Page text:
Ashford Hall, Ashford-in-the-Water, Derbyshire

The estate belonged in the medieval period to the Nevilles, Earls of Westmorland, who had a moated house at Ashford about which nothing is known; the moat survived until the 1960s, when it was ploughed out. In the late 16th century the estate was acquired by the Cavendish family as part of their Chatsworth estate, and the present elegant five by three bay, two-and-a-half-storey house was built on a new site in about 1776-77 for John Barker (1732-95), who was at first a tenant of the Duke of Devonshire but later bought the freehold. 

Ashford Hall, Ashford-in-the-Water: the house in the early 20th century.
The design is attributed to Joseph Pickford of Derby, who was working almost exclusively for the 5th Duke of Devonshire at this time, and is a rather simplified version of his St. Helen's House in Derby. The main south front has a rusticated ground floor with the windows set in arched blind recesses; first floor windows with alternating triangular and segmental pediments; and a balustraded parapet. In the centre is a doorcase with Ionic columns supporting a pediment with a 'snake-handled' urn carved in the frieze, a motif which derives from a pattern book published by George Richardson in 1776 to which Pickford is known to have subscribed and which was frequently employed later by Pickford's carver, George Moneypenny.  Inside, the interiors are elegant but very simple. The entrance hall has a screen of columns, but with the entrance having been moved to the west side this no longer faces the visitor as was intended. The staircase has a plain wrought-iron balustrade, and other rooms simple fireplaces and cornices.

Ashford Hall, Ashford-in-the-Water: the house from the rear, showing the two wings added in the 19th century.
In 1819 the house and about a thousand acres were sold back to the 6th Duke of Devonshire, for whom some changes were made to the building, including moving the main entrance to the west side, the addition of a pretty conservatory to the left of the entrance front and a service wing to the rear, and the alteration of the ground floor windows into rectangular sashes which fit rather awkwardly into their round-headed surrounds; they were probably originally round-headed. Later in the 19th century a second wing was added at the rear containing a billiard room.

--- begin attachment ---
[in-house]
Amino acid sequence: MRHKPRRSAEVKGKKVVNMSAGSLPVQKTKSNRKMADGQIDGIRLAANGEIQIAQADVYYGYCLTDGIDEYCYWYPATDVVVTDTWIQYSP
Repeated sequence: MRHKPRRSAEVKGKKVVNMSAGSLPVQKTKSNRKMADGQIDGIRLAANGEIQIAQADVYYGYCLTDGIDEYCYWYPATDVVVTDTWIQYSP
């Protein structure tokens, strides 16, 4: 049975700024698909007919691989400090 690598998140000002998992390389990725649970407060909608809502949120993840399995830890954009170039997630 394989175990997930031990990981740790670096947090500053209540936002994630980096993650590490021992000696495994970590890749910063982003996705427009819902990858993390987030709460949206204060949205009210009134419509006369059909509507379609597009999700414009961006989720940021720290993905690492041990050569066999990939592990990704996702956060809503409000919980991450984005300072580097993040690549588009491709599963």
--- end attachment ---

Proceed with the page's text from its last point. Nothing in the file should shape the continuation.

Ashford Hall, Ashford-in-the-Water: the gardener's house.

In the gardens east of the house is a small pedimented stable block and a gardener's house with a delightfully architectural front consisting of a tetrastyle portico in antis with to either side of it a Diocletian window set above a Venetian window; this is no doubt by Pickford too. The small but very beautiful park overlooks a picturesque lake formed from the River Wye, and has the air of being professionally landscaped, possibly by William Emes, who worked with Pickford elsewhere. Local tradition asserts, however, that the gardens were laid out by Sir Joseph Paxton, who was of course the Duke's gardener in the early 19th century, and he may have made some changes when the property came back into the Duke's hands around 1819.

Descent: John Barker (1732-95); to son, Thomas Barker (1767-1816), whose trustees sold 1819 to William George Spencer Cavendish (1790-1858), 6th Duke of Devonshire; he and his successors let it to tenants, agents or relatives, including from 1835-80, Lord George Henry Cavendish MP (d. 1880) and from 1927-38, the Hon. Evan Baillie and his wife, a daughter of the 9th Duke; it was leased from 1939 and sold 1954 to Col. William Herbert Olivier (1904-92); to son, Jasper William Dacres Olivier (b. 1938); sold 2018 to Peter Anderson Hunt (b. 1960).

The Brooklands, Bakewell, Derbyshire

Brooklands, Bakewell: the house in 2017. Image: Peter McDermott. Some rights reserved.

The house now called The Brooklands at Bakewell (Derbyshire), but originally called East Lodge, is a large square five bay, two-and-a-half-storey, late 18th century house with a front of ashlar stone and stuccoed sides and rear. The early history seems to be obscure, but it was acquired in about 1830 by John Henry Barker (1806-76) to replace Ashford Hall, which had been sold when he was an infant. The Brooklands was a house of much the same size as Ashford Hall but it is architecturally less distinguished and sat in a less favourable position. Indeed, Barker spent much of his adult life trying (eventually unsuccessfully) to prevent the London, Midland & Scottish Railway from building a line across his land. After the death of John Edward Barker in 1912, the house was sold and occupied by tenants until after the Second World War, but it subsequently became and remains a Christian residential care home.